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is met with. Eastward of Sikkim, however, as has already been shown, it is very difficult to draw a definite line, chiefly in consequence of our defective knowledge; but the boundary already adopted in the case of the Oriental Region seems, on the whole, to be a suitable one—namely, that of the northern water-parting of the Yang-tse-Kiang —thus leaving Moupin, and the district of Eastern Tibet explored by the French missionary, Pere David, within the confines of the Palaearctic Region.

There are only two important groups of islands connected with this Region; these are the British Islands in the West, and the Japanese Islands in the East. The faunas of both these insular groups are of the true "continentalisland" type, and differ very slightly from that of the neighbouring mainland. This is more especially the case with the British Isles, where we find among the Mammals no peculiarities worthy of mention, with the exception, perhaps, of a recently discriminated stoat (Mustela hibernica), said to occur only in Ireland.

Section II.—General View Of The Mammal-fauna Of The Paluearctic Region

The Palaearctic Region, although covering a larger area than any of the other Regions, comes out only fourth as regards the number, both of species and of genera, of mammals represented in it, being surpassed in this respect by the Neotropical, Ethiopian, and Oriental Regions. The total number of such genera is one hundred and three, out of which twenty-five are absolutely confined within its limits, while four others are highly characteristic of it, though they just pass over its frontiers. The remainder, seventy-four in number, are mostly widely spread. When these figures have been reduced to percentages, it will be found that only 24 per cent, of the genera are endemic, which is considerably less than in any other of the Regions hitherto treated of. Reviewing the Fauna in detail, we find that of the nine


Fig. 35.—The Bactrian Camel.
(Camelus bactrianus.)

terrestrial Orders, six only are represented in the Palaearctic Region, the Edentates, Marsupials, and Monotremes being completely absent. Among the Ungulates, of which a considerable number of forms are found within the Palaearctic sphere, there is a fair percentage of peculiarities. The Bactrian, or Two-humped camel (Fig. 35), is known to exist still in a wild state only in certain districts of Central Asia, while the Arabian, or One-humped camel, has never yet been met with in a truly wild condition, so that the genus Camelus may be considered as truly Palaearctic.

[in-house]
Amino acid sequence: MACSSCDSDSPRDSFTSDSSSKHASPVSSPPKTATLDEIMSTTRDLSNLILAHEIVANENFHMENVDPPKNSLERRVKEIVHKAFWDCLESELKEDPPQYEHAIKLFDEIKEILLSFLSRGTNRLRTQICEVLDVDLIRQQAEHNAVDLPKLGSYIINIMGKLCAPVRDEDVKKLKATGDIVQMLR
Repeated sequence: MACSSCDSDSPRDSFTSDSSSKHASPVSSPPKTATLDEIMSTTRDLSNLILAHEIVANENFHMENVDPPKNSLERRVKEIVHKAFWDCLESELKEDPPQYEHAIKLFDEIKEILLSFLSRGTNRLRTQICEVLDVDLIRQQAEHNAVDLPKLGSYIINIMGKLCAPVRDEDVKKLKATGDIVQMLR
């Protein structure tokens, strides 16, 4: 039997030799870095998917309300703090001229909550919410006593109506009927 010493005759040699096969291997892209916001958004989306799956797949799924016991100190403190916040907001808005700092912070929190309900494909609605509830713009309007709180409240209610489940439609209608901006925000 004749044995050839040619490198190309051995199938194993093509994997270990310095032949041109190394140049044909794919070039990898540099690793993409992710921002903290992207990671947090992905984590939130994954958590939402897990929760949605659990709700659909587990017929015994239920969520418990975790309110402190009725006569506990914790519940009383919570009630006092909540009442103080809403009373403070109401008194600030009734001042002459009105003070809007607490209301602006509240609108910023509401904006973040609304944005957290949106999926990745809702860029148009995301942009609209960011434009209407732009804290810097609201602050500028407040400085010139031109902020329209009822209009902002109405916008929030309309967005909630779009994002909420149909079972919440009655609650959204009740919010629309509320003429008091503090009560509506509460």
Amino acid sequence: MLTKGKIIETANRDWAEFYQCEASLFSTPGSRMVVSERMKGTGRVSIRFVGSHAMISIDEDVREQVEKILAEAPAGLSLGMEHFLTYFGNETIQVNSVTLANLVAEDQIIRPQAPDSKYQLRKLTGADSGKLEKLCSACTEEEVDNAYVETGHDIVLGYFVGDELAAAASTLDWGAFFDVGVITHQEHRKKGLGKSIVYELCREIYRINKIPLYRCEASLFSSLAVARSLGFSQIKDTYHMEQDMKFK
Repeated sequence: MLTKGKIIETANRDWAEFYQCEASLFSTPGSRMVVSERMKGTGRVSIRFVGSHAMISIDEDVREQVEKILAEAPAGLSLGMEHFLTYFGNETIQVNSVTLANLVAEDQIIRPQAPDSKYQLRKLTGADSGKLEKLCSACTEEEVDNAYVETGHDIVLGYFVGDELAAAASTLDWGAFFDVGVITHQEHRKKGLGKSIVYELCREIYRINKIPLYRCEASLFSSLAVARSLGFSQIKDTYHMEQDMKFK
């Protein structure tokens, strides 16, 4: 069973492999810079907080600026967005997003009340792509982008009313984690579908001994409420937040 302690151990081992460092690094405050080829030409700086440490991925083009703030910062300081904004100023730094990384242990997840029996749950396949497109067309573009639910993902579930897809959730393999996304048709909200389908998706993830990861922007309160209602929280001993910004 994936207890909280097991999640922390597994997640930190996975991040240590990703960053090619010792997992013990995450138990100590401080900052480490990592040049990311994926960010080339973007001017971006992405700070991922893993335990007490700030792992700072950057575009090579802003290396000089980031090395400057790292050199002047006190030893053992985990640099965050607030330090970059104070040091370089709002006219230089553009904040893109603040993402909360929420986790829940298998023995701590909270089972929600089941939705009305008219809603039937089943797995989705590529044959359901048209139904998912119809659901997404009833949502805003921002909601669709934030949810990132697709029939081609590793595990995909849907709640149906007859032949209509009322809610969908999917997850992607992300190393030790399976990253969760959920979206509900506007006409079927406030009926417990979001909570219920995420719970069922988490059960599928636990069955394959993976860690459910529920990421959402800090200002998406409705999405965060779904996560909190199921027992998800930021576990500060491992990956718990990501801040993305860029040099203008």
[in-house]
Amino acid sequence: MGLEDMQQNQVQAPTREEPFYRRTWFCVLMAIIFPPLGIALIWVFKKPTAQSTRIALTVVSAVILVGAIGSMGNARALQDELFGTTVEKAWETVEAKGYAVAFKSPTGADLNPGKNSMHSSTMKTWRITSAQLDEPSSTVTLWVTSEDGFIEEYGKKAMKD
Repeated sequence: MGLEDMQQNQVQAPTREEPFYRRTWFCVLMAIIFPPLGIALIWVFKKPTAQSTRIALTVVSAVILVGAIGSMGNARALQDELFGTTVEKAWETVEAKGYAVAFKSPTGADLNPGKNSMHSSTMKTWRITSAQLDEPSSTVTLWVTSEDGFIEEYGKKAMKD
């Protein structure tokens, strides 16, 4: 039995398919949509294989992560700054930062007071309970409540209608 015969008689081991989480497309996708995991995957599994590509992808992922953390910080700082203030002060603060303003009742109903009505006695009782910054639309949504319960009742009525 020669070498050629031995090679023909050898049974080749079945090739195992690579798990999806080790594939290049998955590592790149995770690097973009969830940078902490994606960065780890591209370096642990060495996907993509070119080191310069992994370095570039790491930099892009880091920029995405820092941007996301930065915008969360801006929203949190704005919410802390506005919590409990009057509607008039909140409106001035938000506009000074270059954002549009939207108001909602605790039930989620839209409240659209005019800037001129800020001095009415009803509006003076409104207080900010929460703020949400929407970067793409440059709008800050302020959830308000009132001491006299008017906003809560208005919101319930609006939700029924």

Fig. 36.—The Musk-deer.
(ifoschus motchifcrvs.)
[LItt of Vert. An. 1S!)6, p. 171.l

Two other endemic genera belonging to the Deer-family (Cervidm) are Moschus, the Musk-deer, a small hornless deer found only in the higher mountain ranges of Central Asia (Fig. 36); and Capreolus, the Roe-deer, fairly well spread over the whole extent of the Region.

Among the Bovidm, Saiga, an Antelope found on the steppes of Russia and Western Asia, Pantholops, another


Fio. 37.—The Chamois.
(Rupicapra tragus.)

Antelope of the Central-Asiatic mountains, and Rupicapra, the Chamois of the European mountain ranges (Fig. 37) are confined to this Region. The important genera of Sheep (Ovis) and Goat (Capra) must be considered as especially characteristic of this Region, although stragglers of these forms are found in the confines of the Nearctic and Oriental Regions. They are all mountain animals, one of the best marked forms being the Barbary Sheep

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(Ovis tragelaphus) of Northern Africa (Fig. 38). Of the Rodents, the two most characteristic Palrearctic families are the Dormice (Myoxidm) and the Jerboas (Dipodidie). Of the former family two genera, and of the latter four, are all confined to this Region. There are also two very

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